Thursday, December 22, 2011

Should Margaret Thatcher's Dementia Make the Movie?

We're taking a break from all of the holiday photos and videos to bring attention to an upcoming movie that features Meryl Street [shown in photo] as Margaret Thatcher, the controversial former prime minister of England. "The Iron Lady" shows many facets of the world leader, including her mental decline as the result of Alzheimer's Disease. She is still living with the disease today.

And that's drawn criticism from both ends of the political spectrum. Thatcher's daughter disclosed in 2008 that her mother had dementia, so the movie provides no new revelations. But some close friends take issue with the inclusion of her latest years in the biopic.

“I was strongly against the film depicting a living person with dementia. That was very upsetting for her friends and family,” Charles Moore, the authorized biographer of Thatcher who will publish his book upon her death, said in a telephone interview with the Wall Street Journal. “It’s an extremely unkind thing to do.”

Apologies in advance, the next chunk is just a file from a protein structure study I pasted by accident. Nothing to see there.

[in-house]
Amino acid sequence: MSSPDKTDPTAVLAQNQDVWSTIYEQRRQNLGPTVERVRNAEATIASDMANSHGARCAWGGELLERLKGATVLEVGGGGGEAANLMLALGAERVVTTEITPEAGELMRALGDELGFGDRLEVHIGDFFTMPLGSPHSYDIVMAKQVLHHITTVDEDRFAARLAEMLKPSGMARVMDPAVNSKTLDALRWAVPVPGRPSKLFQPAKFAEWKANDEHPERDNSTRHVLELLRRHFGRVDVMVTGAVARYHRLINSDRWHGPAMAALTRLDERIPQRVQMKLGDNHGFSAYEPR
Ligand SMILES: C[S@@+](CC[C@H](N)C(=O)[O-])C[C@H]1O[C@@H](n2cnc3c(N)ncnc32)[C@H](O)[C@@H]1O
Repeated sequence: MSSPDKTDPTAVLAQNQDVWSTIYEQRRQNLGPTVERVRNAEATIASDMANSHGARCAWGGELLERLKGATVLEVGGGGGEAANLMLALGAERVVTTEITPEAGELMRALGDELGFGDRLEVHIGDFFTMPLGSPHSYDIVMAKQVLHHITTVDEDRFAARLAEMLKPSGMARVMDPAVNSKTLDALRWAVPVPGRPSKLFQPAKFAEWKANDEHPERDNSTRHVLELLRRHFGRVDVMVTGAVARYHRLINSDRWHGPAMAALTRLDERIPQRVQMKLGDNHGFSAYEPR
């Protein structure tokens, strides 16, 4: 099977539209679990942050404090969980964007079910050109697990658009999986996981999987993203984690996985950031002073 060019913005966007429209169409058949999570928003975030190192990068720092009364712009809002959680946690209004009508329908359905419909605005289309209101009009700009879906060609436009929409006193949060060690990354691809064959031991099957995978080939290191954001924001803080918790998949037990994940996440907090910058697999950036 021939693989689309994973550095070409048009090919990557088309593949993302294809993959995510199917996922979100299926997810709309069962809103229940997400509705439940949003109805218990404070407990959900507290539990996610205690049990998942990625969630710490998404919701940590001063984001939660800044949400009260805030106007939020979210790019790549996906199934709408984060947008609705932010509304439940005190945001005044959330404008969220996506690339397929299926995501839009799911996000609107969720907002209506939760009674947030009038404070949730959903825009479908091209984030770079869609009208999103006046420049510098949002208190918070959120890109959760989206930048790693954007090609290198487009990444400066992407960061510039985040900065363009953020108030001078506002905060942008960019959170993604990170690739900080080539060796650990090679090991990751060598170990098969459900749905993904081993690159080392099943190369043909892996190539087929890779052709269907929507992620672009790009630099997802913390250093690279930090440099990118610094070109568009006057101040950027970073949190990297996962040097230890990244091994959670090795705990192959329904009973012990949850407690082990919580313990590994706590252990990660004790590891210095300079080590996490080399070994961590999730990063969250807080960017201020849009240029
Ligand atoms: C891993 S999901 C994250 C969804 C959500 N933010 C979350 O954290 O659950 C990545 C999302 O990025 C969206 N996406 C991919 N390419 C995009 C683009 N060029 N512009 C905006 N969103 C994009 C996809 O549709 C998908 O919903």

Other prominent world leaders, such as the late President Ronald Reagan, also had the fatal disease. Unless the family chooses otherwise, the mass media generally respects their wishes to keep the matter private.

In doing so, however, it also may leave the impression that people with Alzheimer's or another form of dementia no longer "exist" in our society - which is far from the case. At present, the Alzheimer's Association estimates half of all adults 85 and older have dementia, most likely Alzheimer's. And people more frequently live well into their 80s and 90s if they manage their health well in earlier years.

Such extended longevity does and will continue to put enormous stress on existing resources, from health care and housing to families charged with caring for a member with memory impairment. This movie also reminds us that Alzheimer's is an equal opportunity disease, striking all segments of society.

And yet, each journey through the disease is a highly personal one. Put yourself in the Thatcher family's position, and you must wonder if this is how they want their matriarch to be remembered.

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